Electronics Update - Use SIP technology and ultra-small RF modules for IoT wireless communications
Nick Wood, VP Sales & Marketing, Insight SiP explains how design engineers can use SIP (System-in-Package) to squeeze ever more RF functionality into ever smaller spaces for high performance IoT wireless communications.
System-in-Package provides a complete system in a single component similar externally to a chip in a QFN package, but internally integrates increasingly sophisticated systems incorporating semiconductors, passives and RF components.
SIP & IOT ADVANTAGES
Compared to traditional PCB modules, a SIP component is smaller in all dimensions, without compromising performance or adding to cost. All the advantages of the module approach remain equally true for a SIP module and make the technology ideal for IOT product developers seeking to pack as much RF functionality into as small a version of their products as possible.
DISCREET VS. MODULE SOLUTION
To take a discreet component or module approach is one of the key IoT design decisions when including an RF function such as Bluetooth Low Energy in a solution.
With a discreet approach you can, at face value, end up with a lower cost, if you focus narrowly on the BOM price.
However, the advantages of the module approach are considerable. Firstly, the engineer can completely forget about the analogue/RF parts of the design, making only a digital connection to the module. This lowers the time and cost of the design cycle, and perhaps more importantly reduces risk, as RF is a complex area where it is easy to make mistakes.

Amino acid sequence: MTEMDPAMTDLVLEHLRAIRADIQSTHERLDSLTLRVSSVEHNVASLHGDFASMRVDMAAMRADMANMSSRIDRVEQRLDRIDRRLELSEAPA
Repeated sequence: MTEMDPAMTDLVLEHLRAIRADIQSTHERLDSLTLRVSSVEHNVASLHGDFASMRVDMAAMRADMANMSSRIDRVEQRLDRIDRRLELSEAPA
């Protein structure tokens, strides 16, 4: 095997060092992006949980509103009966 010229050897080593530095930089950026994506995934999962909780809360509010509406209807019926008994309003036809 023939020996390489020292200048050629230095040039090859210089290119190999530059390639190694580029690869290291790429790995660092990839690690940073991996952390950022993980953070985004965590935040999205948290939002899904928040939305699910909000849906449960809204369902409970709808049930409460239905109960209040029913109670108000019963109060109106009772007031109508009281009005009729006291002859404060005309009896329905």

Lastly, the final procurement and assembly of the end-product is simpler with a pre-tested module replacing many individual components.
It is also unlikely that the customer will be able to design a solution as small as specialist RF developers can, as achieving this level of miniaturisation takes significant R&D.
The final choice depends on the particular circumstances of a project. Unless the volumes for a product are going to be very high at several hundred thousand pieces per year, it is unlikely a discreet design will make sense when all factors are taken into account.
TYPICAL IOT APPLICATIONS
SIP Technology was previously limited to custom devices for high volume producers, principally mobile handset vendors. However Bluetooth SIP module devices are now available to all types of manufacturers in the IoT and general electronics design community using flexible off the shelf products. Bluetooth Smart modules can be found in many IoT applications including bionic arms for children (Limbitless Solutions), hydration measurement water bottles (My_SmartBottle), DNA-based healthier food selection app (DnaNudge), Security Bubble Covid-19 for social distancing (Insight SiP), wearables to measure sleep quality (SleepTuner), gas measurement (Microtronics H2S sensor), industrial control (TeepTrak), wearable fitness monitor (Arion), Vernier Caliper (Sylvac), car park barrier control (ComThings) plus many more.
The smallest modules on the market measure only 8 x 8 mm in x/y dimension, with a thickness less than 1mm and can include a single antenna and technology such as BLE, UWB or LoRa or in some cases, a combination of technologies and antennas embedded into the module.
RF DESIGN MATTERS FOR IOT DEVELOPERS
RF & ANTENNA CHALLENGES
When using Smart Bluetooth modules, there are very few special requirements apart from being careful to ensure that the antenna area is devoid of metal. The drawing below indicates the ideal antenna keep-out zone.